Ensure ALBs Have WAF ACLs Attached
Protecting Application Load Balancers with Web ACLs
Internet-facing ALBs need to have WAF ACLs attached. WAF, as part of your security posture, will sit in front of your ALBs and provide a web ACL to block malicious traffic on the load balancer side. To implement this best practice, you must understand which load balancers are attached to the WAF through we ACLs. In this demo, AWS expert Mike Wise will walk through how to identify if your ALBs have ACLs attached.
- From the AWS Management Console, navigate to the EC2 Dashboard, then Load Balancers. This will show you all existing load balancers.
- Next, navigate to the WAF & Shield Dashboard, then Web ACLs. Click into a web ACL to determine if any rules are attached to it.
- Open the Associated AWS Resources tab. Does this list any? If not, then this specific web ACL is not attached to your existing ALBs. If so, then the rules attached to this web ACL are applied to any ALBs that are listed.
For a visual guide on how to ensure ALBs have ACLs attached, watch the full demo. To learn more associating a web ACL with an AWS resource, read more.
Hello, and welcome to today’s demo! Today we are going to talk about Internet-facing Application Load Balancers and WAF ACLs. WAF stands for “Web Application Firewall” and, as part of your security posture, it will sit in front of your Application Load Balancer and provide a web ACL to block malicious traffic on the load balancer side. An important thing about this: if you are using Amazon WAF, you must understand which load balancers are attached to the WAF through a specific WAF rule. What we’re going to do today is walk through how you can identify if your load balancer is attached to a specific WAF rule and which one it is.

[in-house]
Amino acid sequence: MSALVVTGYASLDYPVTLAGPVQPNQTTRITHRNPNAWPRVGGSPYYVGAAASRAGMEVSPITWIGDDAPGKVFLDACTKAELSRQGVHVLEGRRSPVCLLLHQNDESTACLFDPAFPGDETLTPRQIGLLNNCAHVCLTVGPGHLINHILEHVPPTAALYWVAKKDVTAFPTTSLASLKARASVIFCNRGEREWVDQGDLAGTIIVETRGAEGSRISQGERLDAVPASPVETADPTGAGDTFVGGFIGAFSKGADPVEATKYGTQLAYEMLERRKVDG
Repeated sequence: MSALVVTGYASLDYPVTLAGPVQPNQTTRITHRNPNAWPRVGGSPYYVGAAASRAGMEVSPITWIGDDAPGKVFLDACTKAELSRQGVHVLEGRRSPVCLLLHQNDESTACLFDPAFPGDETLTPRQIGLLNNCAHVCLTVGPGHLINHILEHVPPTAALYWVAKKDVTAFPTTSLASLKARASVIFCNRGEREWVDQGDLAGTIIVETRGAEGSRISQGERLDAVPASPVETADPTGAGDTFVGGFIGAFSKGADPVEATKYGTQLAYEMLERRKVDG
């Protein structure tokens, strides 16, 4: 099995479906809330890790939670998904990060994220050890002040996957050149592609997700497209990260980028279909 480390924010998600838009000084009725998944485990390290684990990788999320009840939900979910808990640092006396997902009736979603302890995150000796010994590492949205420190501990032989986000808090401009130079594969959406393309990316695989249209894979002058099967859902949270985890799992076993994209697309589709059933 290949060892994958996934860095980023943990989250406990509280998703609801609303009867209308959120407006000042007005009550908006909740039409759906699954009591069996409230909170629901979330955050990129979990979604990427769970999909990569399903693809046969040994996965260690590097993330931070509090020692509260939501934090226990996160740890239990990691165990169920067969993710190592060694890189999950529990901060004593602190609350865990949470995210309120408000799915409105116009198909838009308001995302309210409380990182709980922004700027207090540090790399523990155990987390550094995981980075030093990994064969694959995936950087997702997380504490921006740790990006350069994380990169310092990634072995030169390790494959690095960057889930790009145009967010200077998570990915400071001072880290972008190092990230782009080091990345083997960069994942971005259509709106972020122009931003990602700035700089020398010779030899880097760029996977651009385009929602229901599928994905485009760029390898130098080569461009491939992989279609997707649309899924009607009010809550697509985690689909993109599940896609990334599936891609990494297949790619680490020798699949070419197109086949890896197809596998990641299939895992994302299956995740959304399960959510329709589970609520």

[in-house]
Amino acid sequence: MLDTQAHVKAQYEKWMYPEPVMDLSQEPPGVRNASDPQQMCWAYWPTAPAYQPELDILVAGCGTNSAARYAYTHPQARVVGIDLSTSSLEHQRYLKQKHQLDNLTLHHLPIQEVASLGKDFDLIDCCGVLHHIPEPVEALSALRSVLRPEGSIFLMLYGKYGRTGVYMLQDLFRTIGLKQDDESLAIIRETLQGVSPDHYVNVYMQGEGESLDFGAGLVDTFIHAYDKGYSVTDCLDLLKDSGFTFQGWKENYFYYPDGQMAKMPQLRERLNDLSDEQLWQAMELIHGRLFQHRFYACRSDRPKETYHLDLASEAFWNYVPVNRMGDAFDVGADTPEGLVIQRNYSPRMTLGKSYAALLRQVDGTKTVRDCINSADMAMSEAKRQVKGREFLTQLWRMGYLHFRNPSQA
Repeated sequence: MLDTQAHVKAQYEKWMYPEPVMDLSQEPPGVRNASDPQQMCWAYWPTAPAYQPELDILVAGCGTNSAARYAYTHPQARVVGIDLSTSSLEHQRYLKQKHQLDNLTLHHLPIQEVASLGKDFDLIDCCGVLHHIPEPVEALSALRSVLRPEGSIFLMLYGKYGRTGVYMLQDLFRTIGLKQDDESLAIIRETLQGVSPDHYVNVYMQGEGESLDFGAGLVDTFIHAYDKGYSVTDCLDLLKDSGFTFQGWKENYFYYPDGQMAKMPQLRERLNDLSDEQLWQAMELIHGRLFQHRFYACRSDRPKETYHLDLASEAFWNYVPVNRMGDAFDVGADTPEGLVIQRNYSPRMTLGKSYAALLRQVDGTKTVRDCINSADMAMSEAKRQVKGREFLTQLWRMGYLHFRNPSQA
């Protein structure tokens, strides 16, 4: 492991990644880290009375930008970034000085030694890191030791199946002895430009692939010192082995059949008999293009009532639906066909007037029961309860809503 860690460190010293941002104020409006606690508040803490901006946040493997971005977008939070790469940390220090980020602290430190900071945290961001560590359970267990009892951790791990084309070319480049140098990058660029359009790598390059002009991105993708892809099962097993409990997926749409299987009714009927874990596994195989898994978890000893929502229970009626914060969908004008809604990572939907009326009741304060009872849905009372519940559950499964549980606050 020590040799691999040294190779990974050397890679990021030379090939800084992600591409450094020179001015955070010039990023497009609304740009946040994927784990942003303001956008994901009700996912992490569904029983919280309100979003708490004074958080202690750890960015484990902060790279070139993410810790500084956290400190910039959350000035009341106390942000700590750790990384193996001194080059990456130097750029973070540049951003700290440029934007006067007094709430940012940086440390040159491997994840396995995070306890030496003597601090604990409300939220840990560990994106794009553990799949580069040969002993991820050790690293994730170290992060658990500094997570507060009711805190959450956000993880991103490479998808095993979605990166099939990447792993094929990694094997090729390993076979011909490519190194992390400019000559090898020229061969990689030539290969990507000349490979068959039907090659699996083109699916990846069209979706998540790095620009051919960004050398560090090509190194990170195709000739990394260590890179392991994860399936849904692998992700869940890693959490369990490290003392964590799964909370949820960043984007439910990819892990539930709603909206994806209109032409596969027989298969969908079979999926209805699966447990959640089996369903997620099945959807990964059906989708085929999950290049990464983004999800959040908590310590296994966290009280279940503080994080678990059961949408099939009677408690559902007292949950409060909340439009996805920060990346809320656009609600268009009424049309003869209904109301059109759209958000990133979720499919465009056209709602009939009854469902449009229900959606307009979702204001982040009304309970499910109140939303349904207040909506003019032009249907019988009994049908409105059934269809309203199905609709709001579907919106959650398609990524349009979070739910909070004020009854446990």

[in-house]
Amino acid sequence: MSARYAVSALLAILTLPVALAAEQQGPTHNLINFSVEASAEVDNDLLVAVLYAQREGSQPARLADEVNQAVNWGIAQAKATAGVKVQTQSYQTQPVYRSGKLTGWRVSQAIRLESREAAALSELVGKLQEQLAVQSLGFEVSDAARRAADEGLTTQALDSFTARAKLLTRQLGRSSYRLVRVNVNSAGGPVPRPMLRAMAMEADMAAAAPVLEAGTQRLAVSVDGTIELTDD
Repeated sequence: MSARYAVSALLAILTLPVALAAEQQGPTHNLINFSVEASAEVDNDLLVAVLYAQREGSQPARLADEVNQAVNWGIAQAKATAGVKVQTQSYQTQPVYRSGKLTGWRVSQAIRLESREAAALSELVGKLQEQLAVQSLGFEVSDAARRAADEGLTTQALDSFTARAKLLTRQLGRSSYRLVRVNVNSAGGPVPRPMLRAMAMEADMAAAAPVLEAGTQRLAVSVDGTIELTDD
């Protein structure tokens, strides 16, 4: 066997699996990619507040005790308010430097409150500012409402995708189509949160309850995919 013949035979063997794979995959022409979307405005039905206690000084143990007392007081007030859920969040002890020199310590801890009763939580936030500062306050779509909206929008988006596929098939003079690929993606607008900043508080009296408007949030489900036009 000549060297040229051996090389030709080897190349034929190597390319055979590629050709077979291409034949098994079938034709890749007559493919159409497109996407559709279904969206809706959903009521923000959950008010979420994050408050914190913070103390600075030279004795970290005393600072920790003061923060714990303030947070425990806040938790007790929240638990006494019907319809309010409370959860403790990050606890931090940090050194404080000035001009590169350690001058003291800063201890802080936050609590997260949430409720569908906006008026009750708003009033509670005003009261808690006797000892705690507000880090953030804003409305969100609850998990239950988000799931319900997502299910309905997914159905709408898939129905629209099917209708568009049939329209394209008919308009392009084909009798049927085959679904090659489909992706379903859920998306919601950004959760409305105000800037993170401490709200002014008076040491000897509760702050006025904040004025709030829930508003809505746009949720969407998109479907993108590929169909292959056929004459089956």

The first thing we’re going to do is identify where our load balancers are, then after that we’re going to go into the WAF rules to see which ones have ALBs assigned to them and which do not. Let’s go identify where our load balancers are. We’re going to go into “EC2” then “Load Balancers” and this will give an inventory of all the load balancers within your environment in that Region. After we’ve identified what load balancers we have, we can go look at the WAF rules to identify which WAF rules are applied to which load balancer. Let’s go look at the WAF by doing a search and clicking on “WAF.” Now we’re going to go to “Web ACLs.” An important thing to note is we have two web ACLs here and there’s a difference between the two that I’m going to go into here.
Let’s go to the first one and take a look at it. We click on the web ACL and go to “Associated AWS Resources.” As you can see here, there are no associated AWS resources. This means that this specific web ACL is not attached to any of the ALBs that we saw on that other screen. Now, let’s go look at the other web ACL. We can see under the name that we have a load balancer attached to that web ACL. That means that any rules are attached to this specific web ACLs are being applied to that load balancer. It’s really important that you’re auditing your web ACL rules to make sure you know what web ACLs are being applied and which part of the WAF is protecting your ALBs. That ends today’s demo and thank you for joining!